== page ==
Judicial independence is one of the most important institutions in the operation of modern constitutional democracy. Not only is it a fundamental condition for an authoritarian regime to transit to a democracy, but also a crucial mechanism for a democracy to maintain regime stability and ensure good democratic governance. The purpose of this article is to construct a measurement of the degree of Taiwan's judicial independence by summarizing the theoretical concepts and analyzing the empirical data. By applying the measurement, this article investigates the extent of public support for the judicial department, as well as the functional operation and evolution of the judicial department during the era of democratization. According to the literature, ＂judgment independence＂ and ＂institutional independence＂ are two appropriate indicators to measure the extent of judicial independence in Taiwan. The indicator for judgment independence measures the degree to which people support or have trust in the judiciary department by using yearly opinion survey data. The indicator for institutional independence measures the judiciary department's ability to play checks and balances. Data for measuring institutional independence come from two official statistics-the ratio of laws and administrative decrees that the Justices of the Constitutional Court have declared unconstitutional, and the ratio of administrative acts that the Administrative Court have repealed. After defining and measuring judicial independence, we conduct simple correlation statistics to analyze the development of judicial independence and constitutional democracy in Taiwan. The empirical result demonstrates: 1. On the whole, public support of the judiciary and democratic development shows a low correlation, which is mainly because of the gap between the public's expectations of judicial independence and its actual development. However, the gap has diminished and statistical correlation has become positive after democratization. 2. The two indicators of institutional independence, in particular the ratio of laws and administrative decrees that the Justices of the Constitutional Court have declared unconstitutional, are positively correlated with the degree of democracy, indicating that the judiciary's checks and balances play a crucial role in the current development of judicial independence under Taiwan's democratization.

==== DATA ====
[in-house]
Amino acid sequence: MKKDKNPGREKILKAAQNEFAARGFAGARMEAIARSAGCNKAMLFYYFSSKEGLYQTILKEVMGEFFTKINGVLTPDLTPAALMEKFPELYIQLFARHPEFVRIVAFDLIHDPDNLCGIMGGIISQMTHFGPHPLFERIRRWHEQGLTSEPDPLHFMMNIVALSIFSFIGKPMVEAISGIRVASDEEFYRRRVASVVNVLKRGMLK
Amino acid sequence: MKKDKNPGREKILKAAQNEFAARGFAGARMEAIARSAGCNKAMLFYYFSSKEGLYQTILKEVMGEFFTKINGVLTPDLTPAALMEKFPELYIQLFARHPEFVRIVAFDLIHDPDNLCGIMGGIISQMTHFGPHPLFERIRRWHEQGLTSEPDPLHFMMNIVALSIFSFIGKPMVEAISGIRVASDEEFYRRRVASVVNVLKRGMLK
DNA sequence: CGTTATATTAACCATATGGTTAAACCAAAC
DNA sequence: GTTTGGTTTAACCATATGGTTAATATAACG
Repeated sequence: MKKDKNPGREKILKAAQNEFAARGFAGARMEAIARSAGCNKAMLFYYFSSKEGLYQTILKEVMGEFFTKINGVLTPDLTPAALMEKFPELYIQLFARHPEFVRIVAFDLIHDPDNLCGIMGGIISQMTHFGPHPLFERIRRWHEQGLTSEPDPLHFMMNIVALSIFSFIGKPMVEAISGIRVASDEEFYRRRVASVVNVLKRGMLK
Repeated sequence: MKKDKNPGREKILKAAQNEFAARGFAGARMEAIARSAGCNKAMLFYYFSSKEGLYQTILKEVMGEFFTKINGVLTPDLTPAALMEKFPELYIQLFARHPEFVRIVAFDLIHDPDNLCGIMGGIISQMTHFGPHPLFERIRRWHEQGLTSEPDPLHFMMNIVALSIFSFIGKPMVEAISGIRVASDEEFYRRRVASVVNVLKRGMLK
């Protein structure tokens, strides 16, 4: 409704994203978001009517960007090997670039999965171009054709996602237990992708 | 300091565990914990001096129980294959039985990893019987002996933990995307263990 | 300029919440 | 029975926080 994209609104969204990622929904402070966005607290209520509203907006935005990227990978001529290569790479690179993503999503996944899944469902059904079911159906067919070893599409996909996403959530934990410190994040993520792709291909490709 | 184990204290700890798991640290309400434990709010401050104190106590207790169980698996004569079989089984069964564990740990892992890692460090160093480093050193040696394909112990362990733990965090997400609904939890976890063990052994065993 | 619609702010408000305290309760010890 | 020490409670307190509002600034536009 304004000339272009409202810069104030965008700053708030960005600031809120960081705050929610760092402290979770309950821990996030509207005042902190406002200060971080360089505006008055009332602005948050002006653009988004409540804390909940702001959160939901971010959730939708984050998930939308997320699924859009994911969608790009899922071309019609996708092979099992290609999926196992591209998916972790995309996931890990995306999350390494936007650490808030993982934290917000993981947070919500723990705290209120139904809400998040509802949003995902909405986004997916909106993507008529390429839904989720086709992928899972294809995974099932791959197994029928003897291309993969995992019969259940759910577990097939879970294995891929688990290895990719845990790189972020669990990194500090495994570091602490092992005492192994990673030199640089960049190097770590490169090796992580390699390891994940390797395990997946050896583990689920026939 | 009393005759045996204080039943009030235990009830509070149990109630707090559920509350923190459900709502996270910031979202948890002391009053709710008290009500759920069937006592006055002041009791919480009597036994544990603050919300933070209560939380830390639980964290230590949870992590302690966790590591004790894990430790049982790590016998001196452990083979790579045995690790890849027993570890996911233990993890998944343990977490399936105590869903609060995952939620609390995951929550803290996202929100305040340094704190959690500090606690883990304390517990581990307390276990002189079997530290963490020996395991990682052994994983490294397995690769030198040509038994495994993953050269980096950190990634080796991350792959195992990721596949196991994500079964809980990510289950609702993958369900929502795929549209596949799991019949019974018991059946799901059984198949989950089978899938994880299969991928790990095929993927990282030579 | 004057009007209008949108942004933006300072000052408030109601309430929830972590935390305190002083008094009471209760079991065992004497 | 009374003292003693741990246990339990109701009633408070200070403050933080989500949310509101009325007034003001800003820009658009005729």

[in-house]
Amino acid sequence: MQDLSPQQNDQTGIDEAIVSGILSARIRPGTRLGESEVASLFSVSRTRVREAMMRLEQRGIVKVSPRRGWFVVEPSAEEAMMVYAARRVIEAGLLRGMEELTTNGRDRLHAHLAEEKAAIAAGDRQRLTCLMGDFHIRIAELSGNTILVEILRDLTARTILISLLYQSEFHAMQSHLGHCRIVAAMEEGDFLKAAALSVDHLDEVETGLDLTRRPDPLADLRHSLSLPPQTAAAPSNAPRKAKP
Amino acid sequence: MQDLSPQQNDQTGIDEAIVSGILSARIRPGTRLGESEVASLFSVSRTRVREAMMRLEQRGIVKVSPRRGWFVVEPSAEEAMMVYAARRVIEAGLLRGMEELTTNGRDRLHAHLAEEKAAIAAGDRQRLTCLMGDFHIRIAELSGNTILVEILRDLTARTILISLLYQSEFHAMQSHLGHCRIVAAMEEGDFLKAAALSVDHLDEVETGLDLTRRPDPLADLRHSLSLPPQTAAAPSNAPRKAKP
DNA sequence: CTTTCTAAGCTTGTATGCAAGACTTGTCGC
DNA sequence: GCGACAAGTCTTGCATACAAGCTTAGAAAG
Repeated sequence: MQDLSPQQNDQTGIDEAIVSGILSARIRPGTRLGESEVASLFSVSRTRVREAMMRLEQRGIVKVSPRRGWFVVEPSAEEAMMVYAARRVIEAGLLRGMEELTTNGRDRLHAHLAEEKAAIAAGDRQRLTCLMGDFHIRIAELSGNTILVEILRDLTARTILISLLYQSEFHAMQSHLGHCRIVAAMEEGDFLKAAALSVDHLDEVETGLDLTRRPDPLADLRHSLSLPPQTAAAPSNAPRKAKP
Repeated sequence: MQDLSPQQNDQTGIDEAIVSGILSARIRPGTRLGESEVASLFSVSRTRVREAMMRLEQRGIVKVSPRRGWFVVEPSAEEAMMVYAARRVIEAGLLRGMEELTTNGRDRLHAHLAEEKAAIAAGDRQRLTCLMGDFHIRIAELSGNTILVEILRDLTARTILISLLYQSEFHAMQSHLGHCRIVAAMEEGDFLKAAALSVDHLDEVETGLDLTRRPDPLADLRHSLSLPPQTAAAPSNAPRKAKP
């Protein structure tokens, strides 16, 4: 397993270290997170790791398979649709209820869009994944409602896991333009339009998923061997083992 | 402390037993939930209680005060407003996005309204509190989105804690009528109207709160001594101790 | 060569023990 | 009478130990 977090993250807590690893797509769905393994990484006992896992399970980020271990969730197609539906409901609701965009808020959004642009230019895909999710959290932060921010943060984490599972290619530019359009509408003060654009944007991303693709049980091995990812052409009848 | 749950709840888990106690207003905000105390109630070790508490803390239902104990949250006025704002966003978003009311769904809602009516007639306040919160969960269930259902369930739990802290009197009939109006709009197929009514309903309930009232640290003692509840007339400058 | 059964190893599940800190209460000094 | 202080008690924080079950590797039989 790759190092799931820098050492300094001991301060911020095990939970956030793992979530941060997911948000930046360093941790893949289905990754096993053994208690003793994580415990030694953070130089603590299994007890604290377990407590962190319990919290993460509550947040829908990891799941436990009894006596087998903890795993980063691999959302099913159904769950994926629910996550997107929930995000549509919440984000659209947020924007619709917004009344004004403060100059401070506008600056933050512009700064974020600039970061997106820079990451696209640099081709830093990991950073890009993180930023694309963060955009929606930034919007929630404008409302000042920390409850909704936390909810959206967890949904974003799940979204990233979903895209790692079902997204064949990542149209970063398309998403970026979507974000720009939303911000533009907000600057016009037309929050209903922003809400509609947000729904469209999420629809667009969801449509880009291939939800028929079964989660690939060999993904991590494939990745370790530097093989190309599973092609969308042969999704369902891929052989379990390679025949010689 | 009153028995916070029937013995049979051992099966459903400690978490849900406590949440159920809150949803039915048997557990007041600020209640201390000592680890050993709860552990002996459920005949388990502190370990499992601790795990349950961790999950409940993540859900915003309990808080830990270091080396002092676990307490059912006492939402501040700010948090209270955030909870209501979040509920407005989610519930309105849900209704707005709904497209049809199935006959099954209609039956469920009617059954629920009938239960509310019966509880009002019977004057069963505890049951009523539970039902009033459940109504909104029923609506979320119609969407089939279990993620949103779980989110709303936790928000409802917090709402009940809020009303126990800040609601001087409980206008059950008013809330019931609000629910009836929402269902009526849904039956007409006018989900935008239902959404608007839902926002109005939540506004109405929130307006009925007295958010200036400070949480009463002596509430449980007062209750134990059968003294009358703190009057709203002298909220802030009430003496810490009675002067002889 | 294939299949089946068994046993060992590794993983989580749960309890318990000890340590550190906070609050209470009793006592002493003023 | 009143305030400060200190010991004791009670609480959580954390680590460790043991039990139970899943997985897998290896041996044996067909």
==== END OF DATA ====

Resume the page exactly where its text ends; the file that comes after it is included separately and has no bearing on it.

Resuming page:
|Translated title of the contribution||Revisiting Taiwan's Judicial Independence: An Empirical Analysis of Public Support and Institutional Counterbalance|
|Journal||臺灣民主季刊 ＝ Taiwan Democracy Quarterly|
|Publication status||Published - 2015 Dec|
All Science Journal Classification (ASJC) codes
- Political Science and International Relations